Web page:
The pile of tabloids had only gotten fatter since her maid, Daisy, had presented them to Peri the day after her interviews. It seemed that even the news agencies she hadn’t given interviews to were jumping onto the bandwagon, further reiterating and twisting what she’d said, with added comments and quotes from anyone who could claim the faintest connection to her, and even some who couldn’t.

“The thought never even crossed my mind.” King Thadeus chuckled. “I know from my own experiences how easily a harmless comment can get sensationalized. You mustn’t let such gossip trouble you or occupy your mind. The palace has already issued a statement that should help sort this out, and even though we can’t stop more articles from being published, I’m sure something new will happen soon to distract everyone from all these rumors.”

Unfortunately, he’d been absolutely right.

Thanks to Wild’s hatching, fresh magical energy had surged throughout the kingdom like an invisible tidal wave. Reports of its effects soon began to flood the papers, and requests for interviews with Peri only grew more abundant with each passing day. Still stinging from her recent experience, she’d rejected every single one… until Roy turned up at her door, sent by the Kalin Chronicles to personally request an exclusive interview with her.

Peri could have said no. After all, she’d only promised him exclusive rights to paint Wild in that bargain they’d struck all those months ago. She was under no obligations to give him an interview, even if his association with her had caused him to be thrown behind bars by his own father. Even if, thanks to her actions, his family’s involvement in Lord Lethwaine’s plot to overthrow the king had been exposed, and Sterling Rails was forfeited to the Crown. After all, Roy himself had played a hand in all of that too. And it was Roy’s own decision to cut ties with his family and strike off on his own to work with the Kalin Chronicles.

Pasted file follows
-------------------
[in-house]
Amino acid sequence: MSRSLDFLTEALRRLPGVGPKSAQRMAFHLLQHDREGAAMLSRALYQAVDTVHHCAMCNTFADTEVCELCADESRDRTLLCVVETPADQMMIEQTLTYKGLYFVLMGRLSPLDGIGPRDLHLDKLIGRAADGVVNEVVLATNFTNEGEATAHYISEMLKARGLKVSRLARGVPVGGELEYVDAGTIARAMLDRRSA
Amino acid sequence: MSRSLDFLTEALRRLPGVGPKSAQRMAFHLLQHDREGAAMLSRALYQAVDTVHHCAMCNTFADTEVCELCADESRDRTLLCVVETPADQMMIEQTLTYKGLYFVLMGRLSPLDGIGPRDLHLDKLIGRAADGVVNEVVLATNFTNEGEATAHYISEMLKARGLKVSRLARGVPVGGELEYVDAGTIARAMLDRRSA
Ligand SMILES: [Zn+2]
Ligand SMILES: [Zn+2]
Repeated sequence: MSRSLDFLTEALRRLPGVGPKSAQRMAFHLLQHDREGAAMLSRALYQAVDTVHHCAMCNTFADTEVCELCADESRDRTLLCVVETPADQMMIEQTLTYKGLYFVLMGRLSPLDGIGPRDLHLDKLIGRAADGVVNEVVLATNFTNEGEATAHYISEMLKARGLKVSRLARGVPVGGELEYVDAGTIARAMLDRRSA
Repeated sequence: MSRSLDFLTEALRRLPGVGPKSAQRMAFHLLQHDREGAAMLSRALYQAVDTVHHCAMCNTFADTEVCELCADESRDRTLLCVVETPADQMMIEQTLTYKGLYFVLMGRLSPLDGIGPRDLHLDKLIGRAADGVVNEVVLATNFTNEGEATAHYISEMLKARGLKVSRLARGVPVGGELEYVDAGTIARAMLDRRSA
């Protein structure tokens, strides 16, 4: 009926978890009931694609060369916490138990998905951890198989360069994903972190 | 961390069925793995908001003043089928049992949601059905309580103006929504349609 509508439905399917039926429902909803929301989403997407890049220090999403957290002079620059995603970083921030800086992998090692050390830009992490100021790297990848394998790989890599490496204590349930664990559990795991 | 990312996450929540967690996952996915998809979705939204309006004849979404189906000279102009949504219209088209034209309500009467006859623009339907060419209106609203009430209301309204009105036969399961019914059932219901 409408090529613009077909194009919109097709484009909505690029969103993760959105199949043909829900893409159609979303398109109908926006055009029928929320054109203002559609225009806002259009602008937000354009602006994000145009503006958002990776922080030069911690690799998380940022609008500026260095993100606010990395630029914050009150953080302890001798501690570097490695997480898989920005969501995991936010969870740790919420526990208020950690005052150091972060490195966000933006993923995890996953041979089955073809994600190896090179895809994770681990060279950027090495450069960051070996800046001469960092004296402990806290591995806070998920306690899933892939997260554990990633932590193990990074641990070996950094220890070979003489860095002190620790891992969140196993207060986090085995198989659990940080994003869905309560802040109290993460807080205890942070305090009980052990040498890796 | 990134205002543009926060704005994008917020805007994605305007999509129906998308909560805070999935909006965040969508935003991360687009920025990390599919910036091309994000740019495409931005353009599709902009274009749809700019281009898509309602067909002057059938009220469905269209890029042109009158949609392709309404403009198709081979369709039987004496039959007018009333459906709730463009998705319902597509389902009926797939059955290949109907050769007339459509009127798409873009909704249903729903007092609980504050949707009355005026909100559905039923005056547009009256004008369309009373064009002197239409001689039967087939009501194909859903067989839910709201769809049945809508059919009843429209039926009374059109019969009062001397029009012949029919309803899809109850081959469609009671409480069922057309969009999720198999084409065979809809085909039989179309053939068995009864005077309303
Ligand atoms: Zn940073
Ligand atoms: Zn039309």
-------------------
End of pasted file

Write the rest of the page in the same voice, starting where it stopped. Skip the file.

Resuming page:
Despite that, and despite her better judgment, Peri had taken one look at Roy’s face and immediately found herself agreeing to the interview.

“I was just at the right place at the right time, I suppose,” she finally replied. “As for the hatching, I’m sorry, but I don’t remember any details since I was unconscious when it happened. You might have better luck asking someone else who was there to describe it.”

The people who had been there were the Bloodless who’d saved her life, and Roy, King Thadeus, and Camellia, who’d accompanied her back to the palace in the same carriage. But no one could hide from Kalin’s public as well as the Bloodless, and Peri was sure her friends and family had already been pressed for juicy details. So far, not a single one of them had said a thing to add to King Thadeus’ prosaic announcement.

“I see. That’s understandable.” Mr. Merrick’s shoulders slumped, but he quickly scribbled her answer down. “And how do you feel about being the guardian of the only dragon in existence in the world? Your life has completely changed, hasn’t it? Tell us all about it.”

Peri leaped at the opportunity to promote Wild as a harmless and lovable dragon. “Actually, it’s very similar to when I used to take care of my younger sisters at the temple. Wild is very curious and loves to explore, so I’ve just had to be a little careful when he gets excited because he sometimes releases sparks or breathes fire. But that’s to be expected since he’s a dragon.” She laughed lightly. “He doesn’t mean any real harm. He’s quite playful and affectionate, and as you can see, really loves to cuddle.”

A stifled snort sounded from behind Peri.

“What about his ability to do magic?” Mr. Merrick leaned forward again, eyes keen. “I’ve heard some accounts that he can turn invisible. Surely that makes things interesting? And maybe there’s more that you’ve had to deal with…”